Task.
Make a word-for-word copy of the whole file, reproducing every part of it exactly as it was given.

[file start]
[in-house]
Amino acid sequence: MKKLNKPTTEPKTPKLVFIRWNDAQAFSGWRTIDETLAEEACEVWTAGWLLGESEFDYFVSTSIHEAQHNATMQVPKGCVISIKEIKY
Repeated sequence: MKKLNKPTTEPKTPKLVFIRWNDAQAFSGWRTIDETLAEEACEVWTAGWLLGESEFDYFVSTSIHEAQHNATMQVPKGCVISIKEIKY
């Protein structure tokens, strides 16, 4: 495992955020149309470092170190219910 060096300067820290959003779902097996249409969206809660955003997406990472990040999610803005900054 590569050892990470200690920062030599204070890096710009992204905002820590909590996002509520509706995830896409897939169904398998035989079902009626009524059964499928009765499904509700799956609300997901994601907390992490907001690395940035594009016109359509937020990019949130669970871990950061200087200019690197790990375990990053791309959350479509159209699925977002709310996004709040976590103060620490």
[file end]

[in-house]
Amino acid sequence: MKKLNKPTTEPKTPKLVFIRWNDAQAFSGWRTIDETLAEEACEVWTAGWLLGESEFDYFVSTSIHEAQHNATMQVPKGCVISIKEIKY
Repeated sequence: MKKLNKPTTEPKTPKLVFIRWNDAQAFSGWRTIDETLAEEACEVWTAGWLLGESEFDYFVSTSIHEAQHNATMQVPKGCVISIKEIKY
């Protein structure tokens, strides 16, 4: 495992955020149309470092170190219910 060096300067820290959003779902097996249409969206809660955003997406990472990040999610803005900054 590569050892990470200690920062030599204070890096710009992204905002820590909590996002509520509706995830896409897939169904398998035989079902009626009524059964499928009765499904509700799956609300997901994601907390992490907001690395940035594009016109359509937020990019949130669970871990950061200087200019690197790990375990990053791309959350479509159209699925977002709310996004709040976590103060620490």